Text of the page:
Fuel costs remain a major concern for motorists, according to new research conducted by vehicle remarketing company BCA.
Three quarters of used car buyers polled in March claimed the price of fuel was their biggest worry when it came to motoring costs and more than a third were frustrated by the lack of action by the Government to tackle fuel prices.
Three quarters of motorists use their car every day and one in five drivers are particularly concerned about the rising costs of motoring because they rely on their car for their work.
The research revealed that top five concerns about motoring costs were:
1. The price of fuel
2. The cost of Road Tax
3. Insurance costs
4. Vehicle maintenance & servicing
With pressure on finances, the research also revealed that motorists are taking their own steps to try to reduce costs, with 29% saying they now only make essential car journeys - school runs, food shopping, going to work, and so on. More than half use their car less for non-essential travel; while 20% said they use public transport more and 23% walk more.
Prudence has also taken over when it comes to filling up at the pumps. Over a quarter said that they now only purchase the amount of fuel needed, rather than filling up the tank on each visit to the petrol station. And one in four also searches online for the cheapest petrol station before heading out to fill up.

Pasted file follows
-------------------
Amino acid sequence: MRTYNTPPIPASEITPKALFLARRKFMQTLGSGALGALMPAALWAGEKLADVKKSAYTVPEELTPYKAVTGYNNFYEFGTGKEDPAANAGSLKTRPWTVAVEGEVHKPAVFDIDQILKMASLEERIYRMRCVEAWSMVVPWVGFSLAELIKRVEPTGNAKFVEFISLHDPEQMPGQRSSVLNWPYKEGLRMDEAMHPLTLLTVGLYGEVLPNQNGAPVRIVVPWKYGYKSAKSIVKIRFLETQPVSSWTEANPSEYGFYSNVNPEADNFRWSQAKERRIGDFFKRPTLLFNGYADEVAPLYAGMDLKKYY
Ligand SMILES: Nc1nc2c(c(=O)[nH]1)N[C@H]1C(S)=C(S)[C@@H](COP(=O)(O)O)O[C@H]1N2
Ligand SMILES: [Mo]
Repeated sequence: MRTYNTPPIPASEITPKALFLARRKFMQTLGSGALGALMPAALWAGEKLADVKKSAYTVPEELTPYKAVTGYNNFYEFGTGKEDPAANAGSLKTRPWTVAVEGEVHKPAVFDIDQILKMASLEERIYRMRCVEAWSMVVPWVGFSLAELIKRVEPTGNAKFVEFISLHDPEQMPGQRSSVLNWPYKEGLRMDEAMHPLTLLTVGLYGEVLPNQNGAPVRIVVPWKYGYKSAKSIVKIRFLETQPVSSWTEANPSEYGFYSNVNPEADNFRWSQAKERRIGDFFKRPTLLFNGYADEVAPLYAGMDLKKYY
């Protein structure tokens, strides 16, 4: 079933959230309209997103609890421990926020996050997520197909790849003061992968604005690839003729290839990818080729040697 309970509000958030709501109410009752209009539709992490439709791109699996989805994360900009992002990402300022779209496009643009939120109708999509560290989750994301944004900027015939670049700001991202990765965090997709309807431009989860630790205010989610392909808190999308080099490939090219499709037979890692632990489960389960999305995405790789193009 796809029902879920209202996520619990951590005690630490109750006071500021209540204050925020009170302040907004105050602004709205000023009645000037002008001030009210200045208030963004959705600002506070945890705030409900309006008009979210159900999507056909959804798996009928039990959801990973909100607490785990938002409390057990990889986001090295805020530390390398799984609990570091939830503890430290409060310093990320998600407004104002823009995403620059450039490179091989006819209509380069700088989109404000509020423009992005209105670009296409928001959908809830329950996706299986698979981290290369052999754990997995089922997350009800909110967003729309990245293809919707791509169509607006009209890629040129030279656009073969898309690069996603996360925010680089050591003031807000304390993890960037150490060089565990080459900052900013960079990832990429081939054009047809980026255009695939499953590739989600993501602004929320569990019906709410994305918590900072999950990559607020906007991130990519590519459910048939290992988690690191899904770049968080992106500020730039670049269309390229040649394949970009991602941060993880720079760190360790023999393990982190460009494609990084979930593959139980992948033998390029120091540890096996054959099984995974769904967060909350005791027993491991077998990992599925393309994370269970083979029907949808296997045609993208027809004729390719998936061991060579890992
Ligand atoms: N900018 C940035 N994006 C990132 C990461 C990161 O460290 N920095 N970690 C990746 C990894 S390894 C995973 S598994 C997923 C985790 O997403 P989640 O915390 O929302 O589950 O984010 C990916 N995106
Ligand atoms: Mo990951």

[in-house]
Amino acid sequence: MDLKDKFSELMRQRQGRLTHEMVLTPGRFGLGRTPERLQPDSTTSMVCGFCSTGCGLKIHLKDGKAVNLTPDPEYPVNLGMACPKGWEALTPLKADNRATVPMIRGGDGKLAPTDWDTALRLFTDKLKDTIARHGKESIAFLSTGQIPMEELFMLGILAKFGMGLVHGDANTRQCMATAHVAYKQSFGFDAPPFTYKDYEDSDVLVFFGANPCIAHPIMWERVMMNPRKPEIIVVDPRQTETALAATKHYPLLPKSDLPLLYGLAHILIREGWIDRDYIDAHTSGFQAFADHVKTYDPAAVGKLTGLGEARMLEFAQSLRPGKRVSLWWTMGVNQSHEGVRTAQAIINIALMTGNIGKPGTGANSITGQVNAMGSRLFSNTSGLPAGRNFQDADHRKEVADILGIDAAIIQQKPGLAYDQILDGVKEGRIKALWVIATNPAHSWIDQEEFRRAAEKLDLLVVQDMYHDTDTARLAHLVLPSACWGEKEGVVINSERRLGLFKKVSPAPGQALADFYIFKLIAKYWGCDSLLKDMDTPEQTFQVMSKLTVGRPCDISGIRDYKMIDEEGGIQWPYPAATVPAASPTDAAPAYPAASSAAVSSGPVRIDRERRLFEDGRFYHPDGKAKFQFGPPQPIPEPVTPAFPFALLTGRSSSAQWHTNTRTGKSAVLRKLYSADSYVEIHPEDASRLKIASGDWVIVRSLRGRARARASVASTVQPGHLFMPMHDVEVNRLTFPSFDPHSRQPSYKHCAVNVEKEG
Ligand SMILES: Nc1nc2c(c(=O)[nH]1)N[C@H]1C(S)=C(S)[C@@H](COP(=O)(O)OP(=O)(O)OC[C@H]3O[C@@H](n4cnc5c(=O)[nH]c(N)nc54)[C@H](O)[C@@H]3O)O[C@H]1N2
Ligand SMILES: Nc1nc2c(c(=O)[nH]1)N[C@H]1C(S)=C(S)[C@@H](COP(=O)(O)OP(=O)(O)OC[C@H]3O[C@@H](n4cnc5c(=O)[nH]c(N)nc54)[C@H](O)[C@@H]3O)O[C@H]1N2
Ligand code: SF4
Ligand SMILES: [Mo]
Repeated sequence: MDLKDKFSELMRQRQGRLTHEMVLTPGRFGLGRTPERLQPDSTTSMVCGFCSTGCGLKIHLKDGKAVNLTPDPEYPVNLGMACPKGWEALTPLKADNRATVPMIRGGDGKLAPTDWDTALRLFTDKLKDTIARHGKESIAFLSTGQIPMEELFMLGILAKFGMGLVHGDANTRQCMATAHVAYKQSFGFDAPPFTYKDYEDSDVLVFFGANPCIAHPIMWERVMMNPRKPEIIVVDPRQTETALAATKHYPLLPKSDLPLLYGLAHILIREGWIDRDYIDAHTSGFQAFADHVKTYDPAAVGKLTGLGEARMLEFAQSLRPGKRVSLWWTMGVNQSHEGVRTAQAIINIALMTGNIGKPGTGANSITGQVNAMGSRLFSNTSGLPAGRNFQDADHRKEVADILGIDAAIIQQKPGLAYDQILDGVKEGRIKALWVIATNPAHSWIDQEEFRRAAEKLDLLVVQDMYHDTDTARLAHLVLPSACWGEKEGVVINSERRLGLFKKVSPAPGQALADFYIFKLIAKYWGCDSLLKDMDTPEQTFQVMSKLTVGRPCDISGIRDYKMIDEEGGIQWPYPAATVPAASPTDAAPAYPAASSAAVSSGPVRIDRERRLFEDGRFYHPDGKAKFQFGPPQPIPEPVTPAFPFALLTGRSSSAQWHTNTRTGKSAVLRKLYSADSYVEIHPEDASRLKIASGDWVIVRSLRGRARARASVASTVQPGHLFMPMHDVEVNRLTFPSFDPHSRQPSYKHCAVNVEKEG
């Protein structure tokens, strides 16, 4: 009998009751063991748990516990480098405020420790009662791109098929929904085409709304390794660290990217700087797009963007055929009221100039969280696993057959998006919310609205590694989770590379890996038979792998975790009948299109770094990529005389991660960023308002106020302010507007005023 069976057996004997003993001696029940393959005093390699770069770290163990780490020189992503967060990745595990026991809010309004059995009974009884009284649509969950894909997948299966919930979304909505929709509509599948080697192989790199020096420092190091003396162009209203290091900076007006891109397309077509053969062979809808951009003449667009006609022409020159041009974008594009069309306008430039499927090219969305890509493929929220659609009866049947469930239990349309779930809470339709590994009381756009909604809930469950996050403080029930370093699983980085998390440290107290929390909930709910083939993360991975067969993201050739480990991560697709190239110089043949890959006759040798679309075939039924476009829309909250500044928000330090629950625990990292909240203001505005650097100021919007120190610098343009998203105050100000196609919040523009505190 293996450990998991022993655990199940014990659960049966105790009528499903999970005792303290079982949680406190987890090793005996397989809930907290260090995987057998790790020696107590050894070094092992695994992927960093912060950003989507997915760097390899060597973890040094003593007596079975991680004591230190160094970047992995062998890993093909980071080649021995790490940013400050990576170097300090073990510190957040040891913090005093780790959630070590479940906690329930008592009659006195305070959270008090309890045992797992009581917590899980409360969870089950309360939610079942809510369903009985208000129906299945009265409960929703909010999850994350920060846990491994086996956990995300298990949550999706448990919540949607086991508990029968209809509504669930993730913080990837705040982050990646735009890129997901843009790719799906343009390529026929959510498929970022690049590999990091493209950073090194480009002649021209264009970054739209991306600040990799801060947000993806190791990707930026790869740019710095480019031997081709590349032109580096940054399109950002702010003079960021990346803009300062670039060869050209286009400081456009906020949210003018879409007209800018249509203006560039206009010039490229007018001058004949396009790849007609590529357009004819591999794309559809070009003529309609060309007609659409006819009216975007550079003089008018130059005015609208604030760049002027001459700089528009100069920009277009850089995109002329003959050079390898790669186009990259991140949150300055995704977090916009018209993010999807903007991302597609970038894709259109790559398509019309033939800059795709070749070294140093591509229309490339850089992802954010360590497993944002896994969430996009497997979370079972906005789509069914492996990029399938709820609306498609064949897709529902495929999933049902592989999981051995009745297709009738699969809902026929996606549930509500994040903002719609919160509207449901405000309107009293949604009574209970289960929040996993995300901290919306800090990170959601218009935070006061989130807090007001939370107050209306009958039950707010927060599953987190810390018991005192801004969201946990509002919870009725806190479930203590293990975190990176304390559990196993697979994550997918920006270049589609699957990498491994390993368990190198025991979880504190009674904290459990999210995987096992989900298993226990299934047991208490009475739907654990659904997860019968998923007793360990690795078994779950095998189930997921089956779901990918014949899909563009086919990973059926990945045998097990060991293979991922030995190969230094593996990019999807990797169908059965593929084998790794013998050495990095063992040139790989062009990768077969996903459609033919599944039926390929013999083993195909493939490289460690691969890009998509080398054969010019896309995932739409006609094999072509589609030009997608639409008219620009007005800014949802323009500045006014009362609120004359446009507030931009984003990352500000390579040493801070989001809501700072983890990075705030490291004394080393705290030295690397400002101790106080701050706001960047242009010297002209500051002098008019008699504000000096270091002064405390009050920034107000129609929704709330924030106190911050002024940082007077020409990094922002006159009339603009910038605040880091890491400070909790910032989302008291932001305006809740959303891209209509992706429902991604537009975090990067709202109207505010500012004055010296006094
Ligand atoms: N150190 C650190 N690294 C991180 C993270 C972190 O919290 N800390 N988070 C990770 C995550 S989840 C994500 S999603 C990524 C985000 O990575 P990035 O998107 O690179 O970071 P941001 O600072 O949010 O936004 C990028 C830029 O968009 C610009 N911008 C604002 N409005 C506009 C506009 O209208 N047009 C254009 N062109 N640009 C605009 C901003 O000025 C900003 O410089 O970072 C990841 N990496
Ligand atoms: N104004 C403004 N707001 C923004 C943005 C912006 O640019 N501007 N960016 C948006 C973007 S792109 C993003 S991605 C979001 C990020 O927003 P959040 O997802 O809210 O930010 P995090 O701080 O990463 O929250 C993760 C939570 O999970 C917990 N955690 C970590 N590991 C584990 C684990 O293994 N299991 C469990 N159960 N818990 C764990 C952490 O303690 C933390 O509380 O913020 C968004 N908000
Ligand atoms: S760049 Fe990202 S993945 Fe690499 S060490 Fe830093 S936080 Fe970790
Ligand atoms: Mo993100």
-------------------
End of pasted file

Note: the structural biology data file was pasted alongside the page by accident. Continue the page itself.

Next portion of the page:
Changing to a more fuel efficient vehicle also appears to be a growing trend, according to the BCA research, with 15% saying they have already taken this step. Nearly one in five have changed to a diesel car to cut motoring costs.
"It’s clear from our survey that motorists are continuing to feel the financial pinch, as the costs of running a car continue to rise," says Tim Naylor, editor of the BCA Used Car Market Report. "While the price of fuel still tops the list of concerns regarding motoring costs, 31% said that maintenance and servicing costs were a key issue. A quarter have delayed repairs to their car to save money and 23% have avoided recommended service intervals."
Naylor added: "However, motorists should remember that when they sell their car, buyers will place a significant value on a service history. BCA estimates that a full service history is worth up to £500 for the typical five-year old, 60,000 mile car valued around £7,000. Saving now may cost you more in the future."